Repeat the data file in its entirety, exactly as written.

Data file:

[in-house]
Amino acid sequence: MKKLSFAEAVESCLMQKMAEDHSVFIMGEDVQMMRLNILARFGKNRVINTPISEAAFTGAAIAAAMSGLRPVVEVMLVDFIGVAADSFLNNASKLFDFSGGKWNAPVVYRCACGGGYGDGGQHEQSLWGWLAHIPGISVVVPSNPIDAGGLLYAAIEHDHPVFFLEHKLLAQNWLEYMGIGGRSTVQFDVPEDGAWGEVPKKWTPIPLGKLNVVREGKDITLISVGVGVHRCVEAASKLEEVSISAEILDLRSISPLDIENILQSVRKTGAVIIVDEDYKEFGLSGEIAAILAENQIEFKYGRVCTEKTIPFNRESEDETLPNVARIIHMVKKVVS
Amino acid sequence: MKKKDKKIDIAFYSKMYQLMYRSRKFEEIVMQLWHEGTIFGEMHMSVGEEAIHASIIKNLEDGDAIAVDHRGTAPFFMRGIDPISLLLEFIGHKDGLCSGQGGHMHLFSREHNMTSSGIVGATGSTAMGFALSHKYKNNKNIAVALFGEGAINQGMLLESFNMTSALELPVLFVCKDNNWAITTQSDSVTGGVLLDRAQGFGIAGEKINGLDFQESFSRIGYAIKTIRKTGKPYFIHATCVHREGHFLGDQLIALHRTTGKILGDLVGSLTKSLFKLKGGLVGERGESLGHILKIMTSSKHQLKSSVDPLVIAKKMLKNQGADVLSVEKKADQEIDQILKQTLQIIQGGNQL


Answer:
[in-house]
Amino acid sequence: MKKLSFAEAVESCLMQKMAEDHSVFIMGEDVQMMRLNILARFGKNRVINTPISEAAFTGAAIAAAMSGLRPVVEVMLVDFIGVAADSFLNNASKLFDFSGGKWNAPVVYRCACGGGYGDGGQHEQSLWGWLAHIPGISVVVPSNPIDAGGLLYAAIEHDHPVFFLEHKLLAQNWLEYMGIGGRSTVQFDVPEDGAWGEVPKKWTPIPLGKLNVVREGKDITLISVGVGVHRCVEAASKLEEVSISAEILDLRSISPLDIENILQSVRKTGAVIIVDEDYKEFGLSGEIAAILAENQIEFKYGRVCTEKTIPFNRESEDETLPNVARIIHMVKKVVS
Amino acid sequence: MKKKDKKIDIAFYSKMYQLMYRSRKFEEIVMQLWHEGTIFGEMHMSVGEEAIHASIIKNLEDGDAIAVDHRGTAPFFMRGIDPISLLLEFIGHKDGLCSGQGGHMHLFSREHNMTSSGIVGATGSTAMGFALSHKYKNNKNIAVALFGEGAINQGMLLESFNMTSALELPVLFVCKDNNWAITTQSDSVTGGVLLDRAQGFGIAGEKINGLDFQESFSRIGYAIKTIRKTGKPYFIHATCVHREGHFLGDQLIALHRTTGKILGDLVGSLTKSLFKLKGGLVGERGESLGHILKIMTSSKHQLKSSVDPLVIAKKMLKNQGADVLSVEKKADQEIDQILKQTLQIIQGGNQL